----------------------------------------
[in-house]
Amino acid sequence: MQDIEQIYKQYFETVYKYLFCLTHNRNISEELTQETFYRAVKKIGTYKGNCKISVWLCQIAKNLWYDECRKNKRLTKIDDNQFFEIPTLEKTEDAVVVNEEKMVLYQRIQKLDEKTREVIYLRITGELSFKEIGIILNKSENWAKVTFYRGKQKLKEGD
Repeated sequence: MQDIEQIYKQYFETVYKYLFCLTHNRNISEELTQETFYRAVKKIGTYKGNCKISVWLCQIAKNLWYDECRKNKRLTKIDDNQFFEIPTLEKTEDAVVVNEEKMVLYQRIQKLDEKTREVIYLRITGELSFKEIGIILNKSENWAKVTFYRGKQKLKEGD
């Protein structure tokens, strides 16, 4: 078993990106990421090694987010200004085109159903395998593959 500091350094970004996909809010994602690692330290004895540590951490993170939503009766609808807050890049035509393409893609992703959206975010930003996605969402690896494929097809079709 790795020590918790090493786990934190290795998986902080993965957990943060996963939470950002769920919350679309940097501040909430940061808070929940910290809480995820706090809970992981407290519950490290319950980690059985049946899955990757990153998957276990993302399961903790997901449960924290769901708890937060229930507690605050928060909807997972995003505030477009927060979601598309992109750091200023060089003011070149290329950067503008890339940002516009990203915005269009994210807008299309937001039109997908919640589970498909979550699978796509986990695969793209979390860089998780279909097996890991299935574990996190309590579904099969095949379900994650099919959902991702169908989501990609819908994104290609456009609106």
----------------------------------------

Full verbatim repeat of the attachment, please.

[in-house]
Amino acid sequence: MQDIEQIYKQYFETVYKYLFCLTHNRNISEELTQETFYRAVKKIGTYKGNCKISVWLCQIAKNLWYDECRKNKRLTKIDDNQFFEIPTLEKTEDAVVVNEEKMVLYQRIQKLDEKTREVIYLRITGELSFKEIGIILNKSENWAKVTFYRGKQKLKEGD
Repeated sequence: MQDIEQIYKQYFETVYKYLFCLTHNRNISEELTQETFYRAVKKIGTYKGNCKISVWLCQIAKNLWYDECRKNKRLTKIDDNQFFEIPTLEKTEDAVVVNEEKMVLYQRIQKLDEKTREVIYLRITGELSFKEIGIILNKSENWAKVTFYRGKQKLKEGD
């Protein structure tokens, strides 16, 4: 078993990106990421090694987010200004085109159903395998593959 500091350094970004996909809010994602690692330290004895540590951490993170939503009766609808807050890049035509393409893609992703959206975010930003996605969402690896494929097809079709 790795020590918790090493786990934190290795998986902080993965957990943060996963939470950002769920919350679309940097501040909430940061808070929940910290809480995820706090809970992981407290519950490290319950980690059985049946899955990757990153998957276990993302399961903790997901449960924290769901708890937060229930507690605050928060909807997972995003505030477009927060979601598309992109750091200023060089003011070149290329950067503008890339940002516009990203915005269009994210807008299309937001039109997908919640589970498909979550699978796509986990695969793209979390860089998780279909097996890991299935574990996190309590579904099969095949379900994650099919959902991702169908989501990609819908994104290609456009609106």